With its rolling hills and deep valleys, and lakes and waterfalls, Mt Rainier National Park was a perfect place to experience the splendour of Nature. During our free time at Mt Rainier, we went hiking in the wilderness, snow-shoeing up the snow-capped mountain and camping amongst the endless tall trees that surrounded us. There were many company-organised trips down to nearby cities for some shopping and to experience local fairs and carnivals. Employee-organised activities were common too. There were movie nights, soccer matches, poker tournaments and table tennis competitions. I learnt how to swing dance – an activity I never thought I would learn in my lifetime. Several employees and I even found the time to take road trips to the nearby cities of Portland, Oregon and Vancouver, Canada.?
Many things really struck me while I was working and staying at Mt Rainier, one of them being how proactive my colleagues were in searching for new experiences. During my first year in SMU I was afraid to try new things for fear of being inadequate or embarrassing myself. I would rather remain in my comfort zone rather than explore the unknown. On the other hand, my colleagues from other walks of life did not limit themselves. Neither did they glue themselves to their electronic devices nor did they shy away from experiencing new things. Instead, they actively found new activities to do such as hiking, star-gazing and camping. They were also willing to try new activities such as swing dancing, or going out to explore the mountain. This really inspired me to make the effort to be more proactive in finding my own experiences.
My colleagues were open to new cultures, perspectives and people. I was surprised by their warmth and friendliness when I first met them. None of them seemed judgemental or put off by the new arrivals. They were genuinely sincere about getting to know me. Throughout my stay, I had wonderful conversations with them and we shared about our very different cultures and countries. Many stories were exchanged – I would tell them about our National Day Parades and they would tell me about their Fourth of July celebrations. We would compare car prices in our countries and I had to explain to them the exorbitant costs of our cars due to the Certificate of Entitlement (COE) system.? I loved that we could just sit down out on the balcony in our deck chairs and literally talk about anything under the sun. I loved how such simple conversations could improve my mood. Those conversations and interactions with people from other countries allowed me learn more about the world and change the way I view people. I was gaining new perspectives and insightful knowledge about other countries and cultures.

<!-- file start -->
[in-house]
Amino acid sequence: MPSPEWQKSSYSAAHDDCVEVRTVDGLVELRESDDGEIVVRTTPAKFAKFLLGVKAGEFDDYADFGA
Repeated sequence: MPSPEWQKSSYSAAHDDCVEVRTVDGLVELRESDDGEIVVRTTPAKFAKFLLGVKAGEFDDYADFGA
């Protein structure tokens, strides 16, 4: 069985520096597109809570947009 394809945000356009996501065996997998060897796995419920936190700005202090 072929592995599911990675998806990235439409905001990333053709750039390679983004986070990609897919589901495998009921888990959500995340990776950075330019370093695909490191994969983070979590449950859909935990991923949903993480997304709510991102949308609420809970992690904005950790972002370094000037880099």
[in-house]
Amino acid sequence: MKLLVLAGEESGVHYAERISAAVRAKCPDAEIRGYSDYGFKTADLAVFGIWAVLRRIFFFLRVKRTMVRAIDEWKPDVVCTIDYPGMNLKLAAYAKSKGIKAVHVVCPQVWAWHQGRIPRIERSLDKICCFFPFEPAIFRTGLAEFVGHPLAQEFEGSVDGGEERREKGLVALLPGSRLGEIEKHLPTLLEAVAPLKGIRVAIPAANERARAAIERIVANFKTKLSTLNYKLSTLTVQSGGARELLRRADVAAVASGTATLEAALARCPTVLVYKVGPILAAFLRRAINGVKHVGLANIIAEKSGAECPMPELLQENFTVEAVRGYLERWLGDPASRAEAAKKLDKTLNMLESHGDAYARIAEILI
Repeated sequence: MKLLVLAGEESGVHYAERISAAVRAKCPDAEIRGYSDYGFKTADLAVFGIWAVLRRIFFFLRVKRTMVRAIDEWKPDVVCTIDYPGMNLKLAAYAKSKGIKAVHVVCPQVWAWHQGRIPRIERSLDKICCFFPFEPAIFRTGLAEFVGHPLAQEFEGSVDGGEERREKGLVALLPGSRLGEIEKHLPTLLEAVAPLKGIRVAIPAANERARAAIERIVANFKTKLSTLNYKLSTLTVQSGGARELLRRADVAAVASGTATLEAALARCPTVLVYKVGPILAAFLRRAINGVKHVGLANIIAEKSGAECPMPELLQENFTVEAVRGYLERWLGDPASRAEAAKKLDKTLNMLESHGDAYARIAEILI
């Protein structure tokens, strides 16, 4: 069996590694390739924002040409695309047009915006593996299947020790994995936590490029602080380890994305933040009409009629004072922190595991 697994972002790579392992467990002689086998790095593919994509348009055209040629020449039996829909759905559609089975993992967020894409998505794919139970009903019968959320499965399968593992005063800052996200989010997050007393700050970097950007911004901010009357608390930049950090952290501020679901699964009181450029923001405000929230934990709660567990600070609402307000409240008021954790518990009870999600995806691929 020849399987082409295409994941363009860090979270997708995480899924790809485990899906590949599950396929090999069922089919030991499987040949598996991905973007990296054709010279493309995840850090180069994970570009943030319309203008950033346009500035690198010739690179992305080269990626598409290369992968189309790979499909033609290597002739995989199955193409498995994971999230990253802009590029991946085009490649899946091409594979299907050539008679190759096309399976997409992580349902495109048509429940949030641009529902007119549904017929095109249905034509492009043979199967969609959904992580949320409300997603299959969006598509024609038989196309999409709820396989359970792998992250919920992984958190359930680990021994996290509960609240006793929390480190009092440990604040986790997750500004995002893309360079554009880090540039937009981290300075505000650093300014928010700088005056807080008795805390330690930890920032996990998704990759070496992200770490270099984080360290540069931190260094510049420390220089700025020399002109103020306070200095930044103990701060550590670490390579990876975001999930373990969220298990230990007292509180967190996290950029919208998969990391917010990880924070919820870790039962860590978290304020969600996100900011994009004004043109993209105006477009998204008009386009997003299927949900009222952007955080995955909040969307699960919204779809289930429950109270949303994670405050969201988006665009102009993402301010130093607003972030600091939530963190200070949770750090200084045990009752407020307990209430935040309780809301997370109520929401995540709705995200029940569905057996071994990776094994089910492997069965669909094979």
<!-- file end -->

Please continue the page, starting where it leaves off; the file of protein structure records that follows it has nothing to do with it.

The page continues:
My definition and expectation of happiness changed too. I did not need my mobile phone or my laptop and video games to be happy. I was happy just enjoying a beautiful sunset or interacting with people. The weekly soccer games we had played were on an uneven road with plastic bins as goalposts. The setup was simple and minimal but those times were probably some of my happiest moments in Mt Rainier. My expectations for happiness changed. This experience has humbled me and allowed me to be more appreciative of everything big and small around me, which has in turn made me into a happier person.
Saying goodbye after two months was definitely bittersweet. Bidding farewell to my colleagues-turned-friends was difficult because I knew that I would probably never see most of them again, but I was also excited to travel and explore more of America. Although my time at Mt Rainier had ended, I will always remember dearly the wonderful interactions and relationships I had built in the two months. I will remember the lessons and skills I have acquired. I will remember the fun and memorable events that had taken place. Most of all I will remember the mountain as the place where I “found” a new and inspired sense of self.
After my stint at Mt Rainer National Park, I traversed America, beginning from the Space Needle in Seattle to the Hollywood Walk of Fame in Los Angeles to the ‘Windy City’ Chicago and finally to ‘The City That Never Sleeps’ New York City. I had an amazing time experiencing each city’s unique character and trying new things such as skydiving.
Finally after a month of travelling, as with all good things, the travelling had to come to an end. My time in America was up, but armed with new perspectives and experiences, I was excited to see what life had in stall for me when I returned to Singapore.
I highly recommend everyone to take this program up. You will learn how to live independently. Learning how to wash your own clothes, making your bed and cleaning your own place as well as managing your finances are some of the skills school will not provide you with. You will get to experience different cultures and gain new perspectives, which textbooks can only hope to teach. For those of you having second thoughts about participating in this program, my advice for you will be what helped me make up my mind: “You don’t have to see the whole staircase, just take the first step”.